Also, how do they "block access from the browser"? The Safari main process handles input from the keyboard and mouse, but other than that the plugin has access to the same core features of OS X. Safari doesn't "block" anything. Flash performance actually got better when they put it in a separate process of its own.

        • Oh, please stop repeating this crap. Apple didn't let Adobe have access to the low-level decoder interface on the hardware. Instead, they gave them access to a heavily-optimised H.264 CODEC which had the ability to output to an OpenGL surface. Everything that flash needs to do was possible with existing OS X APIs. With OS X 10.6.4, Apple added the exact APIs that Adobe requested. The result? Flash still uses twice as much CPU power as other apps.

          Adobe's complaint came from the fact that they wanted t

        • Also remember, Apple doesn't play nice and doesn't let Adobe have access to all the resources for Flash to utilize in order to perform nicely.

          So why the hell are Flash Apps so much slower on Flash 10.x than on 9.x? Does Apple block access to the CPU? The lame "we don't get access to video acceleration" doesn't cut it for me when everything is slow.

      • It's not so much "banning" as "your implementation is piss poor, even on Windows, try again later".

        No, it's banned. It's banned just like Java. The base reason that Flash is not on the iPhone is because they do not allow non-Apple apps the run their own code on the iPhone, probably for security reasons. That Flash is a resource hog, the cause of most Apple browser crashes, and probably wouldn't provide a good experience because most apps aren't built for a touchscreen interface, is just additional reasons

    • by cgenman (325138) on Tuesday February 15, 2011 @09:11AM (#35208932) Homepage

      Yes. This move truly shows the advantage of technologies from the future over tech that has been live and working for about ten years now.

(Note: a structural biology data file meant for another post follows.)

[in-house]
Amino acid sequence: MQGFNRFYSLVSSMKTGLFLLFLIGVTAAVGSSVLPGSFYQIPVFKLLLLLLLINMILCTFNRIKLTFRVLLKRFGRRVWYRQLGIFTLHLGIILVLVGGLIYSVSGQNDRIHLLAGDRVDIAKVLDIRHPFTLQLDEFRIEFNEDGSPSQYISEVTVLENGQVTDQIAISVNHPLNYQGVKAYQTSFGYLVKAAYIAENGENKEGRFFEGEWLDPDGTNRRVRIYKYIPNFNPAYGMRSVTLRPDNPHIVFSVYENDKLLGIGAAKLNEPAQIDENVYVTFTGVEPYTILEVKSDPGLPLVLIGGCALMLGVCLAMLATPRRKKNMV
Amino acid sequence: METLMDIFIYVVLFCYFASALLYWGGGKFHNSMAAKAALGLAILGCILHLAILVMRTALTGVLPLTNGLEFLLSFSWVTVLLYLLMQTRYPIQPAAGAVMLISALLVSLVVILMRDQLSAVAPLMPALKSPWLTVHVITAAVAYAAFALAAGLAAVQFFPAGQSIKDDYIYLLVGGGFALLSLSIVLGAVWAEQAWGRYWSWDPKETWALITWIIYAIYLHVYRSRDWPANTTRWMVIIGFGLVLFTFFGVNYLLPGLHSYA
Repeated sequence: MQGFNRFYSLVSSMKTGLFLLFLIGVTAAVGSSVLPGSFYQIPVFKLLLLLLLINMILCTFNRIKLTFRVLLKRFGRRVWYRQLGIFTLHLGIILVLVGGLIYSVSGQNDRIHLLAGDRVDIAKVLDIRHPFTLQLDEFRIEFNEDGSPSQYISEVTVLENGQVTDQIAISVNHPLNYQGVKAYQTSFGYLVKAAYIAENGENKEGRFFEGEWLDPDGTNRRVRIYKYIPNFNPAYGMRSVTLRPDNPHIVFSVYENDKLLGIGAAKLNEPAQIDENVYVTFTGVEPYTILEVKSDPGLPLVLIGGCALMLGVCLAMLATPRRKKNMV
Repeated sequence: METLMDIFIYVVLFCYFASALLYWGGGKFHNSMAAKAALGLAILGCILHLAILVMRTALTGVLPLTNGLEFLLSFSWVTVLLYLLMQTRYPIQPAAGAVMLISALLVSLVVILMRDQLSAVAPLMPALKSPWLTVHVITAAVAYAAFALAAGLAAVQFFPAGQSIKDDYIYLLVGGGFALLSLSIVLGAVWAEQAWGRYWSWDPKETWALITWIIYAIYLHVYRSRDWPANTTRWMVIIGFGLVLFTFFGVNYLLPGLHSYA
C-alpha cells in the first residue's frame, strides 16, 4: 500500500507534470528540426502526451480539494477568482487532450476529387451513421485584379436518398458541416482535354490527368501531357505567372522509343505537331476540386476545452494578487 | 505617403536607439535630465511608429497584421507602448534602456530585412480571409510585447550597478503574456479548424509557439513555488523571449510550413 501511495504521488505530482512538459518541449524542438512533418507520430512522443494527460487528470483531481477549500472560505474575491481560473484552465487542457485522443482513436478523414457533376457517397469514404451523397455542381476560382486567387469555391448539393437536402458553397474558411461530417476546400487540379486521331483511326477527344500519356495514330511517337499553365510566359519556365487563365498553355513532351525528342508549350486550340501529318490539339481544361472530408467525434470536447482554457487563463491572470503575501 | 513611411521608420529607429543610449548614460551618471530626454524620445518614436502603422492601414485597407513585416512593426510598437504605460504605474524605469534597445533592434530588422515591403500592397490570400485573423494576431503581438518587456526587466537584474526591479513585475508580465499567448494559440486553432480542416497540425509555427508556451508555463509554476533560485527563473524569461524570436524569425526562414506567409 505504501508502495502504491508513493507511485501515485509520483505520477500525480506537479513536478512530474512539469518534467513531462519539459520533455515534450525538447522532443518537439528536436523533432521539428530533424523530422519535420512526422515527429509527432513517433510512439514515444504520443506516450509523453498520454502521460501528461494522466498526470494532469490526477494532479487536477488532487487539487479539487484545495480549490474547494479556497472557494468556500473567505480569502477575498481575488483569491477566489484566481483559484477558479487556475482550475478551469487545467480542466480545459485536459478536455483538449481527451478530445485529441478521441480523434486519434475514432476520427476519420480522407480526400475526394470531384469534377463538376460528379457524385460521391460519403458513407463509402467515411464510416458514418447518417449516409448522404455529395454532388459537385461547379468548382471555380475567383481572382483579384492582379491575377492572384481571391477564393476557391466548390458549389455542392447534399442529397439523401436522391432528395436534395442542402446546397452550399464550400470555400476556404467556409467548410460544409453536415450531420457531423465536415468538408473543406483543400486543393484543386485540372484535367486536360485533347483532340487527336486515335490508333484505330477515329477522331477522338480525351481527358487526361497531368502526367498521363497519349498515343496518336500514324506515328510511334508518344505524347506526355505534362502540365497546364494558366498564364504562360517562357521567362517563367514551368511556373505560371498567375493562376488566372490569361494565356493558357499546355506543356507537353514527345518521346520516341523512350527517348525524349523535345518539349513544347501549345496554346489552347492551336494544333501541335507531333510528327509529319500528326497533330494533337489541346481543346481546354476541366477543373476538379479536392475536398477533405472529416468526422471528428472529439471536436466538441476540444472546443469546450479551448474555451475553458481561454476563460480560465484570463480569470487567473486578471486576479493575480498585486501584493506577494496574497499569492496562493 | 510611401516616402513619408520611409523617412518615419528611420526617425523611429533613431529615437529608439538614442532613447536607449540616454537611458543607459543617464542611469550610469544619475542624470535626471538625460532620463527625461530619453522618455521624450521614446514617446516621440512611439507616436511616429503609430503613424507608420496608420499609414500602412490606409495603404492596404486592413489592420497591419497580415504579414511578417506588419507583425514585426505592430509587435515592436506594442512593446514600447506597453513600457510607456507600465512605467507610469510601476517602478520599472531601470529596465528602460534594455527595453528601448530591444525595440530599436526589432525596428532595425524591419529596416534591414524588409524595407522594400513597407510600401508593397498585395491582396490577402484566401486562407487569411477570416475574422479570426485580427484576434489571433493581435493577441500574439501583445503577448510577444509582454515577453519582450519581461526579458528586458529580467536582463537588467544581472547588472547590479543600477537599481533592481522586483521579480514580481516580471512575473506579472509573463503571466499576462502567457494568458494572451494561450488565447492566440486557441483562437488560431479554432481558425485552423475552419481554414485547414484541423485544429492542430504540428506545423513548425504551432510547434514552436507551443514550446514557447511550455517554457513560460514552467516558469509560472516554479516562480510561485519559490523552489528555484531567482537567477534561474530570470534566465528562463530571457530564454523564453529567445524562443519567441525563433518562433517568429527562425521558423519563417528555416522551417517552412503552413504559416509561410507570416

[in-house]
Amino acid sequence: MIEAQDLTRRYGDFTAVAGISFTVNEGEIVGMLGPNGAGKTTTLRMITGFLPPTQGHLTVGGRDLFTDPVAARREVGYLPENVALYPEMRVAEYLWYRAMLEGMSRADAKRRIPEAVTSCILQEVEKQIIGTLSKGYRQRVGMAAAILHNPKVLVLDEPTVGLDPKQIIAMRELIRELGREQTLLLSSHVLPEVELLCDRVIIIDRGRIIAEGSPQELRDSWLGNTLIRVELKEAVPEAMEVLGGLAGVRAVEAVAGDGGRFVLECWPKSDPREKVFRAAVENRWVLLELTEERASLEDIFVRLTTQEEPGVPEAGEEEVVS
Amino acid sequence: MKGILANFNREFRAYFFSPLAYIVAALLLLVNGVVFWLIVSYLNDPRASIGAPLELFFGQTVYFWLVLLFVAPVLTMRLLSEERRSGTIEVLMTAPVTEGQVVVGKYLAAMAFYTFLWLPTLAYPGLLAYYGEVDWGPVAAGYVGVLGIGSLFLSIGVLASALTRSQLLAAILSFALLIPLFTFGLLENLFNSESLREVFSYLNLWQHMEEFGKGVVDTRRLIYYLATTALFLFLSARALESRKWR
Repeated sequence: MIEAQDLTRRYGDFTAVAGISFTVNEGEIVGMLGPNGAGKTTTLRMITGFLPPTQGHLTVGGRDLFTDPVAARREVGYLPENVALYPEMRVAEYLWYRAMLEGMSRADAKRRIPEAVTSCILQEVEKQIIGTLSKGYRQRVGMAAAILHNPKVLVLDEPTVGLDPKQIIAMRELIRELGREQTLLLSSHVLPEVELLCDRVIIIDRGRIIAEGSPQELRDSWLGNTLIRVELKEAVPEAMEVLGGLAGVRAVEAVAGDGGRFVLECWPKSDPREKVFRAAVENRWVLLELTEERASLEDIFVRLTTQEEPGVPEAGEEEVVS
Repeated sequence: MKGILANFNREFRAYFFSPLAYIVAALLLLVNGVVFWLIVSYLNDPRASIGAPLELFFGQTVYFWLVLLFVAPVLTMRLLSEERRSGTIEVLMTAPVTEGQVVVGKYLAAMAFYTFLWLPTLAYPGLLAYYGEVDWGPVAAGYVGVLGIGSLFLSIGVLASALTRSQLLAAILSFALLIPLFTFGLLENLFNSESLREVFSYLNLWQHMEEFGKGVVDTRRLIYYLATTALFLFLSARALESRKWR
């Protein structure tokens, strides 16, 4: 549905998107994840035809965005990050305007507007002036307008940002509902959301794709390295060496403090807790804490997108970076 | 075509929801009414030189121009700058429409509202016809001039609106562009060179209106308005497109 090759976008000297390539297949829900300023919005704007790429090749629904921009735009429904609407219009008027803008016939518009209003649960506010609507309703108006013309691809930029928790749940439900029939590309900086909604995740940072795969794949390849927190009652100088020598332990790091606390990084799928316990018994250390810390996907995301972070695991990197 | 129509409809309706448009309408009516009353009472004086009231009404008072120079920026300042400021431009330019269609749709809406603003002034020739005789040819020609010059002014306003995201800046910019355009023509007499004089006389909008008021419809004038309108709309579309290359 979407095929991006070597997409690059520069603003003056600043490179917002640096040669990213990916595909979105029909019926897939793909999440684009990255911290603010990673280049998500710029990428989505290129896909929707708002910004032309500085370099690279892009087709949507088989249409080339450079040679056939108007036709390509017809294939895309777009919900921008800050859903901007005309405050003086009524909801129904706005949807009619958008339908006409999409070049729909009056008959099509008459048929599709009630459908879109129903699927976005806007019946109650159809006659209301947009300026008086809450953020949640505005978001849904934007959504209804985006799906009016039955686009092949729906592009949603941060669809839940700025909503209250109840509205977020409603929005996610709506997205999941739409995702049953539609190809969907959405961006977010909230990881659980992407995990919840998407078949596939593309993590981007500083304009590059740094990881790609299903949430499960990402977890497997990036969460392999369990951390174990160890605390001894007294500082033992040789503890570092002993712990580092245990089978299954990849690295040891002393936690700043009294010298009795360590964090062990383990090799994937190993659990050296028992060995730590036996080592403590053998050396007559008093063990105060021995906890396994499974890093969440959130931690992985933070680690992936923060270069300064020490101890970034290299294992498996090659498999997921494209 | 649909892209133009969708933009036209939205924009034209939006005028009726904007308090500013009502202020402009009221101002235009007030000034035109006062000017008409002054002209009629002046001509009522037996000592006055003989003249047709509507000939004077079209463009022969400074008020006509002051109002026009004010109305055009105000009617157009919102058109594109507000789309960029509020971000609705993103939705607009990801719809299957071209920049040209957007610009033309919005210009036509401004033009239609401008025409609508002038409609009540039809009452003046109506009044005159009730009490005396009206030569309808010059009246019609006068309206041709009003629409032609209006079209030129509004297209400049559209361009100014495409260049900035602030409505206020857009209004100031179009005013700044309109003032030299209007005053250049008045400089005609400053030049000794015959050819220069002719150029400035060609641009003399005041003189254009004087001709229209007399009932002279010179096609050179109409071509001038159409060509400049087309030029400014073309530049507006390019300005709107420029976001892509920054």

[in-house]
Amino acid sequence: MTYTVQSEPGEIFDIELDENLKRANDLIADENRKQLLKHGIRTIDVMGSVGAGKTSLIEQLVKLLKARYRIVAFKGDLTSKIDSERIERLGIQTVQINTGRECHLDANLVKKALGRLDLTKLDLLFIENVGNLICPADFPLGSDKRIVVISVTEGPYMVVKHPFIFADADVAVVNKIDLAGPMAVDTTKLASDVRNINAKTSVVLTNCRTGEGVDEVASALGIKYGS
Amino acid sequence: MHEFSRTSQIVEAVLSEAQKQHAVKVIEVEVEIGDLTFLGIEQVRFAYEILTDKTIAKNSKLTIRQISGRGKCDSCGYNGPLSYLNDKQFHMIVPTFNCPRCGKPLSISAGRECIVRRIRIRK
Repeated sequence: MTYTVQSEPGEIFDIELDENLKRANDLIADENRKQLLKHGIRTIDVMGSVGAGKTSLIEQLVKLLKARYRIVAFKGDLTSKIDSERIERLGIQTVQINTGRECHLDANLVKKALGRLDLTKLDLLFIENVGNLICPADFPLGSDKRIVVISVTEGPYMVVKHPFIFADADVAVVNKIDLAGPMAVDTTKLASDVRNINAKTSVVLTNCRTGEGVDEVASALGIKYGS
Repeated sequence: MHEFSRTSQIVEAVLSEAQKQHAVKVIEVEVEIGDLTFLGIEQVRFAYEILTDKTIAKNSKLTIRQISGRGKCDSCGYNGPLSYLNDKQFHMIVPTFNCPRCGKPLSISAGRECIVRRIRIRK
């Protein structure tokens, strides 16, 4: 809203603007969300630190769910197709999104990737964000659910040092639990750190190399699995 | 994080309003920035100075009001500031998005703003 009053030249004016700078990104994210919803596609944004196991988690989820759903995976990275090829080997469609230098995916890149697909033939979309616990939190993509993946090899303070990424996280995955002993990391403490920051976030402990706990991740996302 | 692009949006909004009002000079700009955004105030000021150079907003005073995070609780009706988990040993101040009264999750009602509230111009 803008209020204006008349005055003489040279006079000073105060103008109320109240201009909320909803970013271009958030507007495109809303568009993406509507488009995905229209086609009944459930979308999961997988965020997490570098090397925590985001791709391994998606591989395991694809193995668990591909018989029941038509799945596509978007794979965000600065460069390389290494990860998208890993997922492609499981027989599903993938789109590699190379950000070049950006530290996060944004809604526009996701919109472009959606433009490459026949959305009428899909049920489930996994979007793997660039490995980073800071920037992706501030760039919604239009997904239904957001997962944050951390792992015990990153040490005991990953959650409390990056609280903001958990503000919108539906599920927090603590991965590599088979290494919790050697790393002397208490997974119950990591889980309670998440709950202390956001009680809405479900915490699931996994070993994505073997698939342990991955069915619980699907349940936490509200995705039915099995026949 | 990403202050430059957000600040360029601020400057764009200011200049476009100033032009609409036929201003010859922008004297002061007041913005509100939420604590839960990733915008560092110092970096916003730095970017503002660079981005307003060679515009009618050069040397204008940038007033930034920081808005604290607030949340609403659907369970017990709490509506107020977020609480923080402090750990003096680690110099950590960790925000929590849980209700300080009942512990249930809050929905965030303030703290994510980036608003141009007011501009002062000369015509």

Flash is bulky. And it should never be used for cases where base HTML would do. But it revolutionized both casual games and independent animation. And, unlike HTML 5, it actually exists.

      • by geekoid (135745)

        You mean that HTML 5 code I write doesn't exist?

        Don't confuse not a final version of a standard with doesn't exist. What standard is flash compliant to?

        The horse was replaced well before cars had standards.

    • by PortHaven (242123)

      You do realize that the earliest HTML formats did not support a lot of features.

      How about this alternative, making Adobe's Flash part of the HTML spec. Hmm...no more plugin. But then, we'd have the problem where every browser rendered things differently.

  • At least it's got a version number. I'd much rather wait than have a numberless living HTML zombie to support.

    • Hate to break it to you, but we have a numberless HTML zombie right now. Are Google, Microsoft, Mozilla, and Apple waiting patiently for the specification to be complete? No, HTML 5 is here today. Officially it's HTML 4 + stuff in HTML 5 that's already been agreed on. The vendors know where they want to go with the markup and with the exception of Microsoft, they all produce several releases a year. All of the engines have undergone complete revisions in the last few years to better position themselves
      • HTML 4 + stuff in HTML 5 that's already been agreed on.

        The problem is that it's not a finalized standard and as we've seen in the tag, there is anything but a consensus about what it should support. If each vendor goes their own way, then we'll be back to the IE6 glory days where sites either had conditionals for IE or they didn't support any other browser.